And putting Maggie in the middle of the action ups the degree of difficulty, since, well, she’s a non-verbal baby. That has been explored feelingly here and there in the 30 years of Maggie Simpsons arrested infancy, but mainly she’s most effectively a plot pretext or a sight gag. And even that is preferable to those episodes where Maggie’s given hyper-intelligence for the sake of a gag, the sure sign of writers at a loss of how to use her. There’s a hint of the Maggie Simpson sweet spot in “The Unbearable Lightness Of Being A Baby” in her wordless helplessness as her mother whisks her around on whims Maggie can’t comprehend. But the plot turns on a scene where Marge makes a wordy explanation and apology for missing Hudson’s party, staged so that Marge and Maggie appear to be having it out (and Maggie appears to be angrily understanding everything Marge is saying.) It’s the comedy equivalent of cutesy dog reaction shots.
Over to Homer and Cletus, where, again, I’ll cop to needing my Cletus Spuckler (more fully, Cletus Delroy Montfort Bigglesworth Spuckler) in smaller bites than we get here. Cletus is one of those one-joke characters who stubbornly resists the leavening complexity doled out to other such supporting Springfielders, a walking, gap-toothed hick joke, complete with every incestuous, prodigiously breeding, jug-liquor swilling, gun-toting, ’possum-eating, grammatically unsound cliché heaped forever on his nonexistent, trout-like shoulders. Finding a deposit of valuable helium under the Spuckler family hovel, Cletus puts himself in Burns’ crosshairs, since the nuclear plant needs the increasingly rare gas for its cooling towers, and Mr. Burns never met an unlettered rube he couldn’t plot to take advantage of. Dragooning Homer into his plan to swipe Cletus’ gassy goldmine, Burns gets in a few classic, old-school Burns-isms (a can full of dimes is his final offer), but, as with Marge, Homer’s moral dilemma is never fleshed out enough to cast his eventual hero turn in serious doubt.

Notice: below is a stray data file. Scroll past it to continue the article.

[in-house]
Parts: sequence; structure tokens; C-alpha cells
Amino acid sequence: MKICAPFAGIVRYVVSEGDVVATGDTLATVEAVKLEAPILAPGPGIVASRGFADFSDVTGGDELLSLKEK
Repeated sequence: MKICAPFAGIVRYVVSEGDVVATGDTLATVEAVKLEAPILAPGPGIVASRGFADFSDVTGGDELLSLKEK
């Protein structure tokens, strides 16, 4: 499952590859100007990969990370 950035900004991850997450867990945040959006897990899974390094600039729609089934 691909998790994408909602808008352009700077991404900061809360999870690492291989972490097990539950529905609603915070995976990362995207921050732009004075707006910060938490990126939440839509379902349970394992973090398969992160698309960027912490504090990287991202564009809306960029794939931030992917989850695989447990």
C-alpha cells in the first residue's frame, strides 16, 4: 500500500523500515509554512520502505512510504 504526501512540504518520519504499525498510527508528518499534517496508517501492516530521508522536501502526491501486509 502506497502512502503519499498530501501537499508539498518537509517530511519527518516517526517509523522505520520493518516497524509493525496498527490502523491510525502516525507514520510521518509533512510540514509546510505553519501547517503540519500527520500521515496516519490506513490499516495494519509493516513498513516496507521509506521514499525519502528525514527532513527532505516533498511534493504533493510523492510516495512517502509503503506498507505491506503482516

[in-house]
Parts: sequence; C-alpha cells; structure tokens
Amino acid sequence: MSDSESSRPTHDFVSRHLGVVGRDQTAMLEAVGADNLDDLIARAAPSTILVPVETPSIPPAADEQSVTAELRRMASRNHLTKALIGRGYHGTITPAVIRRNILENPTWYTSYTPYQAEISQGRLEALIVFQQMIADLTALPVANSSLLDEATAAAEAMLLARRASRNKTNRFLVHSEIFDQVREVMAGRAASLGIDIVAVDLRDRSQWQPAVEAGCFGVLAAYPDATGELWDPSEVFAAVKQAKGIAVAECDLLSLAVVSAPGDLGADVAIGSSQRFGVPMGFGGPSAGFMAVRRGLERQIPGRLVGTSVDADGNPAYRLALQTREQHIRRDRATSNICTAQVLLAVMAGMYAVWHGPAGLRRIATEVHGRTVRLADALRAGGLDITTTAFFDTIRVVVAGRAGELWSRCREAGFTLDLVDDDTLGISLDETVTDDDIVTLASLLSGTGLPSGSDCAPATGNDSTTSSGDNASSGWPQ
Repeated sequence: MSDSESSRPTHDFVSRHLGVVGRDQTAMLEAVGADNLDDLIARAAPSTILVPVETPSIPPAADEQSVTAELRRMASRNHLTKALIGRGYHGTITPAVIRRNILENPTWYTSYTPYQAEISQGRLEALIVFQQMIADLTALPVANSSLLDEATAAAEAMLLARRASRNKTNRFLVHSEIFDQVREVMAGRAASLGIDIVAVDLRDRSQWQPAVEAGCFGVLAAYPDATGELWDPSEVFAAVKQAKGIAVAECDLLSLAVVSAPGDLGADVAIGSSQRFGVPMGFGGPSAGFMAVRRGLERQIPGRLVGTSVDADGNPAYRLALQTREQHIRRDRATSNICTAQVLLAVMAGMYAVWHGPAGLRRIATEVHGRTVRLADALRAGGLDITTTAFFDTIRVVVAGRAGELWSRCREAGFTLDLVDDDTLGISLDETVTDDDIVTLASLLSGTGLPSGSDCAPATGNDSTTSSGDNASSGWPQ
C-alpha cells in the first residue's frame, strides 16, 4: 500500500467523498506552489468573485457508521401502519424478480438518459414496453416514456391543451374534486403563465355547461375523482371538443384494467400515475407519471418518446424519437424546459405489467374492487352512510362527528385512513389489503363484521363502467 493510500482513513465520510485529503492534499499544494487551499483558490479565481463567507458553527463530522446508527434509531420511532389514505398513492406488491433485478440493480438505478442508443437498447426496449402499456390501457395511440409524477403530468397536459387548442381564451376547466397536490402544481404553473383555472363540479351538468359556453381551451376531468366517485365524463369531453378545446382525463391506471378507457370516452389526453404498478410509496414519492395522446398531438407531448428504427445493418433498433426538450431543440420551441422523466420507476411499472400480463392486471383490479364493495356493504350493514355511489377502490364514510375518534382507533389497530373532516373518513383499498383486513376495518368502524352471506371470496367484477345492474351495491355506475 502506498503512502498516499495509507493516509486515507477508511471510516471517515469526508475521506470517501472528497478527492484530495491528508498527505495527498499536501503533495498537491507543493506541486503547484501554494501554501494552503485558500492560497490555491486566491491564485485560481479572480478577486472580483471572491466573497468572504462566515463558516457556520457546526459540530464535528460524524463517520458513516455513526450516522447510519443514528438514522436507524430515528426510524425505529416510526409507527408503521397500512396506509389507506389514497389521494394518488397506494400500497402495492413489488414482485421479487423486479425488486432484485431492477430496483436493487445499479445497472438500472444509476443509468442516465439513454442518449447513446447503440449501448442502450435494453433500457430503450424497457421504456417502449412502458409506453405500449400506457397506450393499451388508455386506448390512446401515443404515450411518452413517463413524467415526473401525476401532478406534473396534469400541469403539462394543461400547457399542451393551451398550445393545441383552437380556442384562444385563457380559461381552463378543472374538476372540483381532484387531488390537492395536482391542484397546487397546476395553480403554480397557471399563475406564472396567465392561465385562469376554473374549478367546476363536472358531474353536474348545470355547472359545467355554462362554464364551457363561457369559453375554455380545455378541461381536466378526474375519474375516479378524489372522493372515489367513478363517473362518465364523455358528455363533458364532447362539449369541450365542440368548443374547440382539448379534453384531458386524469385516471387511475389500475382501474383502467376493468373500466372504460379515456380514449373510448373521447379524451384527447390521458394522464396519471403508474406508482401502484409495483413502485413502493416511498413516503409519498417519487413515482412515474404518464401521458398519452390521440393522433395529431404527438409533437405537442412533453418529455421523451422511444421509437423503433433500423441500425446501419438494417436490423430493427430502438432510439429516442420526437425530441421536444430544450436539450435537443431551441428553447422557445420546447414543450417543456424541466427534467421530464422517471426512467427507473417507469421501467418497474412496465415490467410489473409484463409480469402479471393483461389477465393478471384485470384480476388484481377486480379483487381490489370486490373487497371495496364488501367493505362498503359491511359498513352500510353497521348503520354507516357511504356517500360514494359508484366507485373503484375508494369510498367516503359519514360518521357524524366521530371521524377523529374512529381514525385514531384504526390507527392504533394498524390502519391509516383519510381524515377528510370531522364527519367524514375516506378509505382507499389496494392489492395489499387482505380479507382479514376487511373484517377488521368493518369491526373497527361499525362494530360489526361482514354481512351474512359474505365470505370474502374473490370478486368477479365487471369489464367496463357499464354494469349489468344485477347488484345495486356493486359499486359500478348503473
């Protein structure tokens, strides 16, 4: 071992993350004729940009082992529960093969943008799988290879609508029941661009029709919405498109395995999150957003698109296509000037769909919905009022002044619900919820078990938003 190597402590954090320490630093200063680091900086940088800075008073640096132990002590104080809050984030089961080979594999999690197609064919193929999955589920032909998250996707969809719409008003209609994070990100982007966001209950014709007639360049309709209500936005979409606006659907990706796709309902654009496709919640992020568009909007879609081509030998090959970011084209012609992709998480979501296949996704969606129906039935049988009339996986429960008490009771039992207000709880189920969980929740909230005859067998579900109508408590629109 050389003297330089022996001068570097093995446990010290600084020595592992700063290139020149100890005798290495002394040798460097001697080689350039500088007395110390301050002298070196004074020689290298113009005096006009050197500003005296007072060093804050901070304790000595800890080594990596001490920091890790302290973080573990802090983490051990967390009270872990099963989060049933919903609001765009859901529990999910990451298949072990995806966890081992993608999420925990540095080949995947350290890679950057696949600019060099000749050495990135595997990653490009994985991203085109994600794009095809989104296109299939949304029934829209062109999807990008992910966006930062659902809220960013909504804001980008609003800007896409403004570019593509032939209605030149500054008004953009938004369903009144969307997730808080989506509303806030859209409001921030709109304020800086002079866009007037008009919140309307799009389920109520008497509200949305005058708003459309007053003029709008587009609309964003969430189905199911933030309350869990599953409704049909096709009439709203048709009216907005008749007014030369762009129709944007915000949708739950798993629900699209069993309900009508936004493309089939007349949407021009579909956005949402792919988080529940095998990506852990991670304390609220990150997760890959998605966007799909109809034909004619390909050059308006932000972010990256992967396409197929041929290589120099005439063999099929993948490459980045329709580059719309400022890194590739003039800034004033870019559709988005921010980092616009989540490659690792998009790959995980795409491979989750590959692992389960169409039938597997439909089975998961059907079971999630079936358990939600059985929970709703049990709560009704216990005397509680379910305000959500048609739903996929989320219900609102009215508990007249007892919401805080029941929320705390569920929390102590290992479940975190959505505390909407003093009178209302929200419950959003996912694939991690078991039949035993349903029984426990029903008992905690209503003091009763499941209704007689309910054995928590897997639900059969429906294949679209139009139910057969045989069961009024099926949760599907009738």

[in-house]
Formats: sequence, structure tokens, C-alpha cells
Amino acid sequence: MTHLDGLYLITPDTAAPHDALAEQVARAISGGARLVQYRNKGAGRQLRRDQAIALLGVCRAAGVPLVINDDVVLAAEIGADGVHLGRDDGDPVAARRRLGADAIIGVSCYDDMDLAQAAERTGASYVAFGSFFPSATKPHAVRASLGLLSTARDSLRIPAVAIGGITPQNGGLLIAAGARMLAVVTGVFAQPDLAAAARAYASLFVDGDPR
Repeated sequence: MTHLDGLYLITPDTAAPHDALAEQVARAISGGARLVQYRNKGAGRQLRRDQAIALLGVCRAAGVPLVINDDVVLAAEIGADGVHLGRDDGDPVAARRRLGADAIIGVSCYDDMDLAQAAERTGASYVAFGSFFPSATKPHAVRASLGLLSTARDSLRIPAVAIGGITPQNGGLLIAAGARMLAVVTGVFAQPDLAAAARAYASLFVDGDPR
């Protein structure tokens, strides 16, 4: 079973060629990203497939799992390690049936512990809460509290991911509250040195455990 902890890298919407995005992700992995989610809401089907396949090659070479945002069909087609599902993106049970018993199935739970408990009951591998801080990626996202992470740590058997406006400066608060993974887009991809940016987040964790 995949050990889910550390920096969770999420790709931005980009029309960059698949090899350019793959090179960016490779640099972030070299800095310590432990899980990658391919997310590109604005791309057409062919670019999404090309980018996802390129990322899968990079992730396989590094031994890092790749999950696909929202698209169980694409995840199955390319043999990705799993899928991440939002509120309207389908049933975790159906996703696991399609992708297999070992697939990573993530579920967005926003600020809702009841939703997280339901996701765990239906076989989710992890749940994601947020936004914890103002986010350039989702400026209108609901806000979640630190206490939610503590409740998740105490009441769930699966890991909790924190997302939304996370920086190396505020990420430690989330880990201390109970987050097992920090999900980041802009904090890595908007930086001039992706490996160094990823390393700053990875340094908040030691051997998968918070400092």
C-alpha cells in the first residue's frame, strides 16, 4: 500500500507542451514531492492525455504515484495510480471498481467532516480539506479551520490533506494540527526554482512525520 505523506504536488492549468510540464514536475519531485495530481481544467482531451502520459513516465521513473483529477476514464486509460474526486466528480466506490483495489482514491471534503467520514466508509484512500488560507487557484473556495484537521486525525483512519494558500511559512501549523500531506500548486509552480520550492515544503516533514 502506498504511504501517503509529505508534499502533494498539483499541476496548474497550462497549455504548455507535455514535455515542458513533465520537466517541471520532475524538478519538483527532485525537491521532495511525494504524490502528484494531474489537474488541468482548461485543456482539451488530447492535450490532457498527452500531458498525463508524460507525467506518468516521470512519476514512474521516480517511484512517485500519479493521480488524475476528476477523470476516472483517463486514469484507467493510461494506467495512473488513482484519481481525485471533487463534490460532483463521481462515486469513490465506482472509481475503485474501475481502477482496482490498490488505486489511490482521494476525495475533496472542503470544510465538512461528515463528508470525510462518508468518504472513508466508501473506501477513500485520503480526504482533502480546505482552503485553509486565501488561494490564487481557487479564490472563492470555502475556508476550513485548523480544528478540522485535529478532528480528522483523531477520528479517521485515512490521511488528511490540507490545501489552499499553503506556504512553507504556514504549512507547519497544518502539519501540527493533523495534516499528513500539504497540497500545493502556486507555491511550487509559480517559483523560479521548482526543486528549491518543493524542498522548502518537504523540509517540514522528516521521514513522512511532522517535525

Basically, Homer doesn’t want to get punched by Burns’ goons, which isn’t close to enough motivation to counterbalance the camaraderie he finds with Cletus in their hasty montage of rural delights. (Catfish noodling goes awry in a way that Homer’s ancestors might have found familiar.) And as moderately amusing as it is to see the new pals continue their friendship through an revised version of “You’re My Best Friend,” the overlong musical interlude is tagged on at the end of an episode that could have used that time to make their actual relationship feel like more than a contrivance. (It’s less entertaining than it’s a kick in the pants when an episode that short-changes its dueling plots fritters away the ending on one of these dawdling afterthoughts.) Toss in the fact that the Cletus-Burns kerfuffle is resolved only when Cletus’ entire extended clan (Brandine and 29 kids—sorry, 31 kids, as Brandine announces from offscreen) whip out firearms to force Burns to pay up, and whatever human elements remain to this plotline float away like, well, you get it.
- I liked the visual gag where Homer is surprised at the skeletal Burns’ sudden appearance from behind his car antenna.
- On the other hand, if Burns and Homer are both going to have long, sepia-toned hallucinations from Cletus’ jug-hooch, they should be a lot more inventive.
- Oh, there’s the whiff of a third plot where the family is worried about Homer’s overeating and general terrifyingly bad health, but it’s just used to provide an excuse for Homer and Cletus to meet up. (Homer’s secret trunk-pizza grease causes him to crash his car at Cletus “balls what float” roadside stand.)
- Apart from the corporate synergy of spinning off “A Playdate With Destiny” into the show proper, I suspect the Disney influence in how it’s made clear that the very pregnant Brandine is drinking “non-alcoholic XXX” jug-hooch. If you’re going to do a Spuckler episode, you really can’t skimp on the Spuckler.
- You know, like the revelation that Cletus, in addition to his other yokel-esque shortcomings, apparently possesses two left hands.
- Note to Simpsons showrunner Al Jean: The grade is just a coincidence.